From somewhere deep in the recesses of my mind I remembered that I should not and could not eat green eggs and ham so I declined the offer.

Day 11 is clear all day. I thought I heard a bear in camp during the night, but apparently it was Golden finding out that green eggs and ham wasn’t a good idea for her either. She and Wildflower are planning on hitching a ride into Leadville for food of a different color. I’m planning on a 20 mile day and so pack up and head out early.

Much of the trail is on old Forest Service roads, so it’s a tad boring, but the miles are easy. Along the way, an older couple walk towards me and ask about so side trails. I am not much help, but show them my maps. After a short “domestic” they turn around and start hiking with me, back the way they came. They were pretty interesting to talk to and were the stereotypical couple that had been together so long they began to resemble each other. They talked alike, dressed somewhat the same and even had matching sideburns.

The easy miles ended abruptly when I got to the Holy Cross Wilderness Area. In a mile I climbed close to 1,000 feet and was back over 11,000. I had hoped because I remained a bit lower than yesterday, that there’d be no snow to contend with. Man was I ever wrong. It was back to plowing through drifts and post holing. Despite having waterproof shoes, there was no way to avoid wet feet for 3 of the last 4 days, and it was starting to take a toll. I stopped a couple times to attempt to dry my socks in the sun, but eventually ended up taping over some blisters with duct tape. That actually helped quite a bit. After 20 miles for the day though, I was pretty much worn out. I set up camp near a small pond, but still at an elevation of 11,000 feet. Sky’s still clear. There’s snow by the campsite. It’s going to be a cold night.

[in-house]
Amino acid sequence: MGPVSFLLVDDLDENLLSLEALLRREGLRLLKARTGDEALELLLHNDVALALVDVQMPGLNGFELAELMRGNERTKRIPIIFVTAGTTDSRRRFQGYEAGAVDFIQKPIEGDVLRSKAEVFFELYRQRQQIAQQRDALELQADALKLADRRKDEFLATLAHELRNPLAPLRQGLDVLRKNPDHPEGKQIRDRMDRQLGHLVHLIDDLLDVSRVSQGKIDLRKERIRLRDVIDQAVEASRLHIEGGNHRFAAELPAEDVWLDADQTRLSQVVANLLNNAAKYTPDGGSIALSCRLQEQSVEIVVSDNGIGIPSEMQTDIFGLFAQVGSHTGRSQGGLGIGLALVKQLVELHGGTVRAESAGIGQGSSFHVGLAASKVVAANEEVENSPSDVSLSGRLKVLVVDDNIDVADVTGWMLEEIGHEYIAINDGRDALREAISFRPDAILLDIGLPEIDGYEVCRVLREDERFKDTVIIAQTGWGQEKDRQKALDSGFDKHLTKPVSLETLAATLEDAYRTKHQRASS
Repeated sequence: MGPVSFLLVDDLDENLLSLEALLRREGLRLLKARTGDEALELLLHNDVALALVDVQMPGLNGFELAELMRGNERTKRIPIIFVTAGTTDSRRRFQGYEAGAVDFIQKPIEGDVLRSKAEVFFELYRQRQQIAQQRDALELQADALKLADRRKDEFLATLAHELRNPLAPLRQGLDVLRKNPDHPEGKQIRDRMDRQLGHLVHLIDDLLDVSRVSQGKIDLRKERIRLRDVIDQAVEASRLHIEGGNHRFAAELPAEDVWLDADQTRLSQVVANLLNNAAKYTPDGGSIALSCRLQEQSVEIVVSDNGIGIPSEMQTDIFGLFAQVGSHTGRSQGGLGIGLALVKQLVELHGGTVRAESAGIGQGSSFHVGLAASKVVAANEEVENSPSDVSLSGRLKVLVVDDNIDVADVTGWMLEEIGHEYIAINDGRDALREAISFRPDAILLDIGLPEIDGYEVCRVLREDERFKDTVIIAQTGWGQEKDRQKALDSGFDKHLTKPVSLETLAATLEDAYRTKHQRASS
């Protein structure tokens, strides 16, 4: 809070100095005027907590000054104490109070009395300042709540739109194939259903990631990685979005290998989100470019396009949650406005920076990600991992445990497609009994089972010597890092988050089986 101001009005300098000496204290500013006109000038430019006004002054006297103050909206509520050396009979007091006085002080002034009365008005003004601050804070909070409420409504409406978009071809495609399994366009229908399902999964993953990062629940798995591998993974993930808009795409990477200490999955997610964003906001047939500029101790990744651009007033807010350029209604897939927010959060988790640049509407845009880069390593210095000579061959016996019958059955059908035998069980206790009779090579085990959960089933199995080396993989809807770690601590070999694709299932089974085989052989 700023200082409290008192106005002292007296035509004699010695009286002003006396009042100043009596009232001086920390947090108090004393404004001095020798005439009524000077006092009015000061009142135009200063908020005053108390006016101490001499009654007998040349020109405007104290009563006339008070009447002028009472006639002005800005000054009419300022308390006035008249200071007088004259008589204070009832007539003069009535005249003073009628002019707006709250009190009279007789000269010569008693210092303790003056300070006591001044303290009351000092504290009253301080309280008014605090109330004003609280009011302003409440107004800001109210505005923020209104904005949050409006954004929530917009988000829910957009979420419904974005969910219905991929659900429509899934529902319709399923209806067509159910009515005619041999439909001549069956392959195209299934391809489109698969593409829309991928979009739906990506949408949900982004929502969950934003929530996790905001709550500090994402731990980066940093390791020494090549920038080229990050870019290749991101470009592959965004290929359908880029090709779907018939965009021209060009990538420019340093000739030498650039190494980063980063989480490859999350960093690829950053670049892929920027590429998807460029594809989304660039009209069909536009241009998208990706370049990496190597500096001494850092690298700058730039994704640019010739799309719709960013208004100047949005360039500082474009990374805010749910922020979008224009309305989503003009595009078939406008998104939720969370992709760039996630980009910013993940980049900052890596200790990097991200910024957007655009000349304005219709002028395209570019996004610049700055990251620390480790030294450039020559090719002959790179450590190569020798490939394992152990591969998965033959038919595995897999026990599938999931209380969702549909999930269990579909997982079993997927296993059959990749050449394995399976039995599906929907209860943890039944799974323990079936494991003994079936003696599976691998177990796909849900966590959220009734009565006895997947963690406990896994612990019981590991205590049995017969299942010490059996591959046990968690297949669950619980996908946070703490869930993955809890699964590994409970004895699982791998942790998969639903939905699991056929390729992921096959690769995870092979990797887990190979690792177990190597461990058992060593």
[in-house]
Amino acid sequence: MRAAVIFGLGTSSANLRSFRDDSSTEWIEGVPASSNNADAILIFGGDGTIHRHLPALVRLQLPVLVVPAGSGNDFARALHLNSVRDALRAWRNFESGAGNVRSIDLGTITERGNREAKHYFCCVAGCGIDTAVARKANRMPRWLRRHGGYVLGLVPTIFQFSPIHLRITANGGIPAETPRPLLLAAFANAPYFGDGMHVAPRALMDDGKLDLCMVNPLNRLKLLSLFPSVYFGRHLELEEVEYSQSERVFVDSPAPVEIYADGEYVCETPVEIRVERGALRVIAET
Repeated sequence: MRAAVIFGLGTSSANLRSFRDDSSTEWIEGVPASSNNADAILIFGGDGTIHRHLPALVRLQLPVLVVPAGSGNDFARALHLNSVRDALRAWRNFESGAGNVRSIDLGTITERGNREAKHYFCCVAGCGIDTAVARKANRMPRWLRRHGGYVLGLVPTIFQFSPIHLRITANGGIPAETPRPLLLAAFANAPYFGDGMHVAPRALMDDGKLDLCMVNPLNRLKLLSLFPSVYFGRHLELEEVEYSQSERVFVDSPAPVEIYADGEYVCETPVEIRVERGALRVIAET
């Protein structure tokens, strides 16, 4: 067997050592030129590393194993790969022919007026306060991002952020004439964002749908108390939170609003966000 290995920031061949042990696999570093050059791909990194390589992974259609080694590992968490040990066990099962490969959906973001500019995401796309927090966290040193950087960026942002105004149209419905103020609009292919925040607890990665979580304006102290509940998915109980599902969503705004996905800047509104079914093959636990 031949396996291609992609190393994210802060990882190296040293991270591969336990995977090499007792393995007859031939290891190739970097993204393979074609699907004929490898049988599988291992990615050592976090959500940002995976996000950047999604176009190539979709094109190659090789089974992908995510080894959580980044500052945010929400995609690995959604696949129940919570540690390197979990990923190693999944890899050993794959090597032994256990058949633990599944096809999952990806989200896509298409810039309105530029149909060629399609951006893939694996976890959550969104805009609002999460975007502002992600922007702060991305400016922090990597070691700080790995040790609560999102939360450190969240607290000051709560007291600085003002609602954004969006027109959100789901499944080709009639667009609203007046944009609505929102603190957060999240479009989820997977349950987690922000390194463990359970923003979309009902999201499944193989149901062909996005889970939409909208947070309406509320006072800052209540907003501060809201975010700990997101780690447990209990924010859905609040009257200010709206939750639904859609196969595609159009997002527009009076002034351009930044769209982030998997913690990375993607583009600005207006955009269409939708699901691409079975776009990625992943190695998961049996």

7-4 photo


Day 7 dawned clear and cool. I had 13 miles to reach the end of Section 6 where’s there’s a bus stop and a ride to the towns of Breckenridge and Frisco. I had a hotel room reserved in Frisco, but still have some walking to do first. Almost immediately there were more jaw dropping views. A mountain biker rode up and asked if I were a thru-hiker. A yes answer brought a pronouncement that the next section of the trail had 20 feet of snow on it. He then began to quiz me about local history and politics. Despite answering every question with, “I wouldn’t know. I’m from Cincinnati,” the interrogation continued. Eventually I changed my answer to, “have a good ride,” and moved on.